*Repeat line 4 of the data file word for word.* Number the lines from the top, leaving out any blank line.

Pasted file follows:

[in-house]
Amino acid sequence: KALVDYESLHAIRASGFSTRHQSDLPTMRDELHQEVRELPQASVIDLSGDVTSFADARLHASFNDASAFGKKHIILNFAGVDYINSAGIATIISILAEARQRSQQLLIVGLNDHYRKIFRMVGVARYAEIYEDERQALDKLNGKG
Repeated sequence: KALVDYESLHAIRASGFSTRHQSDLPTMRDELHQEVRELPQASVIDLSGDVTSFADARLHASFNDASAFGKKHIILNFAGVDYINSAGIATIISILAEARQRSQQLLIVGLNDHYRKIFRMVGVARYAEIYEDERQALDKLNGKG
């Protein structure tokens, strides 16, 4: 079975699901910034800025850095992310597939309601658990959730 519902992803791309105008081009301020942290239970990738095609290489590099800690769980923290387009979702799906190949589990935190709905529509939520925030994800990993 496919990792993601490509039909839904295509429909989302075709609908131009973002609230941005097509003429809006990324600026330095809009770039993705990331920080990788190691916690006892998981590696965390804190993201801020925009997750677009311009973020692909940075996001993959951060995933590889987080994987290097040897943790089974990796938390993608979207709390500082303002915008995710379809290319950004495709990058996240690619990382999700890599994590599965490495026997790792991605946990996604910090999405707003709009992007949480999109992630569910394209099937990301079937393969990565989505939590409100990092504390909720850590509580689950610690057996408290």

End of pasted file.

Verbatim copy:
């Protein structure tokens, strides 16, 4: 079975699901910034800025850095992310597939309601658990959730 519902992803791309105008081009301020942290239970990738095609290489590099800690769980923290387009979702799906190949589990935190709905529509939520925030994800990993 496919990792993601490509039909839904295509429909989302075709609908131009973002609230941005097509003429809006990324600026330095809009770039993705990331920080990788190691916690006892998981590696965390804190993201801020925009997750677009311009973020692909940075996001993959951060995933590889987080994987290097040897943790089974990796938390993608979207709390500082303002915008995710379809290319950004495709990058996240690619990382999700890599994590599965490495026997790792991605946990996604910090999405707003709009992007949480999109992630569910394209099937990301079937393969990565989505939590409100990092504390909720850590509580689950610690057996408290």